When Churchill had finished his speech he went into the smoking room where he was introduced to Lloyd George. The great Welsh Radical had this to say to Churchill: “Judging from your sentiments, you are standing against the Light.”
To which Winston retorted: “You take a singularly detached view of the British Empire.”

Thus began a friendship which was to dominate the political life of the British Parliament, the United Kingdom, and the Empire over the next two decades.

And although Winston’s maiden speech had made an astute, strong, and lively impression — the British Parliament Members awaited the development of his career with curiosity and even reservation.

Would arrogance and ambition lead him to repeat his father’s mistakes? Or was his temperament calmer and his judgment surer?

By what means would he attempt to advance his career?

The path of the ambitious young backbencher, particularly if his own
Government is in power, is fraught with peril. He is expected to obey the
Party Whips and loyally advance the cause of his own leaders; but if he is
young, eager and critical his patience may not be equal to the restraint
demanded of him. He is perpetually in a dilemma. If he is silent or merely
acquiescent he probably will not be noticed, but, equally, if he is aggressive and rebellious, he probably will not be promoted. Backbenchers who
flaunt the authority of their leaders unwisely, are not easily forgiven.

This is understandable considering that a Prime Minister and his
Cabinet only retain their positions so long as they command a majority
in the House itself. Party loyalty is the very linchpin of the British
parliamentary system. And as a result it is regarded as a cardinal virtue.
This of course adds to the problems of the backbencher who soon finds
himself trying to strike as delicate a balance as a tightrope walker between
loyalty to his Party and loyalty to his own opinions. If he disagrees with
his leaders he can use all his influence behind the scenes to make them
change their course; but if he fails he must search his conscience and
decide whether the issue is important enough to endanger the life of his
Government or whether he can honourably compromise in view of the
larger principles at stake. If he clashes violently with his own side he can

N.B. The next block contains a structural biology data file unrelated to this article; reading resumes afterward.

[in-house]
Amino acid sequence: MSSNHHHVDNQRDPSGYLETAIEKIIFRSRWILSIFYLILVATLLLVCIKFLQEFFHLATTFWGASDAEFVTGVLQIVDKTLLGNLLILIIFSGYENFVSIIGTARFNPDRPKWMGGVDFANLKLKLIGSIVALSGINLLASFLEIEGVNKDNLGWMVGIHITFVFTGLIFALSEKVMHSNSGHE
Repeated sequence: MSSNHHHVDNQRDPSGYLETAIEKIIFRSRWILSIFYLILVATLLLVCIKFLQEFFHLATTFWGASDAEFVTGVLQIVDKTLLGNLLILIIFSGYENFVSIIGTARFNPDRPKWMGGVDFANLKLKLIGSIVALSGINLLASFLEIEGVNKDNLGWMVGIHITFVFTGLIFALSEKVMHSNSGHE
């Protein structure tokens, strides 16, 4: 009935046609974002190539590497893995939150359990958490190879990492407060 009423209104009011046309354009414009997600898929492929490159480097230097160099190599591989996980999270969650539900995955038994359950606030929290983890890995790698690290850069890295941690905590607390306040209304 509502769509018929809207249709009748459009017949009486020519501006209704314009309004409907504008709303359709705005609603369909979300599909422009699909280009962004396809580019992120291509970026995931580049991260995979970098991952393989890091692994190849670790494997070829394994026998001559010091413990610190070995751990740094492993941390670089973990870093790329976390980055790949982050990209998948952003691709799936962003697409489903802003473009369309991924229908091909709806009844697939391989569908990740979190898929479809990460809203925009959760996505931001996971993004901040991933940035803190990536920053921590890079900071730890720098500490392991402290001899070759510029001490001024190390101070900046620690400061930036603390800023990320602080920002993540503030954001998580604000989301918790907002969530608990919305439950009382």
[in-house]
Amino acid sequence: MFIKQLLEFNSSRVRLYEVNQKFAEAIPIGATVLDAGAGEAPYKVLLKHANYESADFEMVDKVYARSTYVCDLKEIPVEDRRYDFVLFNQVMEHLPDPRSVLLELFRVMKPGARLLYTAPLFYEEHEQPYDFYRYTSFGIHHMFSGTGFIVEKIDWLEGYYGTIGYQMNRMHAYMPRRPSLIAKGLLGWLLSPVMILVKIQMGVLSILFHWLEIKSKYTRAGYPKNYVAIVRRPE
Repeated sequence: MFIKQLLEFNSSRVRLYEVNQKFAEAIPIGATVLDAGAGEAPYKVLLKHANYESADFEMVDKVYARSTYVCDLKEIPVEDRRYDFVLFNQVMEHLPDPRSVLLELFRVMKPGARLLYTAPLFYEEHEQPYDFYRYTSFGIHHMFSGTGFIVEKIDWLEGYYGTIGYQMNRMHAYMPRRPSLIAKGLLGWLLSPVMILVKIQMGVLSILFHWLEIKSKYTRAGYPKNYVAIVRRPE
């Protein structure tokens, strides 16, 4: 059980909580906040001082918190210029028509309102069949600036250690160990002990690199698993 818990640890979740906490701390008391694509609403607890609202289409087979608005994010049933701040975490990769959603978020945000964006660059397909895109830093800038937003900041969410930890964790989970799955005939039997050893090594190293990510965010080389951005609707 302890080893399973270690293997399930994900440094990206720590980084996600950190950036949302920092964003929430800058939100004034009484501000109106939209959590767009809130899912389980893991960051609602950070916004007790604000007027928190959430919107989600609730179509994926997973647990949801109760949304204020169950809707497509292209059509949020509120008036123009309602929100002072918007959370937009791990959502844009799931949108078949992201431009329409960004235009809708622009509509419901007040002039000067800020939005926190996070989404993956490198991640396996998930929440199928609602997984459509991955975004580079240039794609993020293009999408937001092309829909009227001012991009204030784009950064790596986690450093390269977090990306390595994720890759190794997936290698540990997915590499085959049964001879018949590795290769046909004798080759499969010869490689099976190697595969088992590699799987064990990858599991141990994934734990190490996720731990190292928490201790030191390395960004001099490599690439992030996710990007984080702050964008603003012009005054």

cross the floor of the House and join the Opposition, or he can continue
within the ranks of his own Party — unless he is expelled as a ‘rebel’.

There are always rebels in Parliament and they add to the liveliness of
the debates. But the rebels are rarely serious politicians. They are regarded as unreliable eccentrics and soon resign themselves to the backbenches.

Therefore when a determined, ambitious young politician becomes an
acknowledged rebel he faces an anxious future. He can only force his way
to the top by gathering such a powerful following in Parliament and the
country that the Government dares not ignore him and offers him a
Ministerial appointment to enlist his support rather than face his opposition.

To achieve success by this method the backbencher must possess
dazzling gifts. He must be a man of outstanding personality, a brilliant
debater who can command and hold the attention of the House whenever
he chooses. Very few backbenchers have the qualities to enable them to
reach the heights by this path. Lord Randolph Churchill was one of the
few but even he failed to hold his power for long; one false step and the
Prime Minister, Lord Salisbury, seized the initiative and smashed his
career.

It was only natural that Members watched Lord Randolph’s son with
curiosity and speculated about his future. Some believed that he possessed
his father’s temperament and would be incapable of remaining in the
Party harness; others insisted that he had profited by his father’s mistakes
and would move with caution. In support of this assertion they pointed
out that only fourteen months previously Winston had dedicated his
book, The River War, to Lord Salisbury ‘under whose wise direction the
Conservative Party has long enjoyed power and the nation prosperity.’
They also noticed that when Winston took his place in the House he did
not sit, as his father had, on the bench below the gangway, the traditional
place for those with independent views, but squarely behind the Ministerial
front bench.

Winston did not keep the honourable Members in suspense for long.

Only four months after he made his maiden speech he delivered a slashing
attack on the Government for the size of its peacetime military expenditure. This was the virgin step along a path which was to lead him through
angry, stormy scenes, with his Conservative colleagues and finally across
the floor to the Liberal Opposition.

 

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It is interesting to reflect that Winston Churchill, destined to become one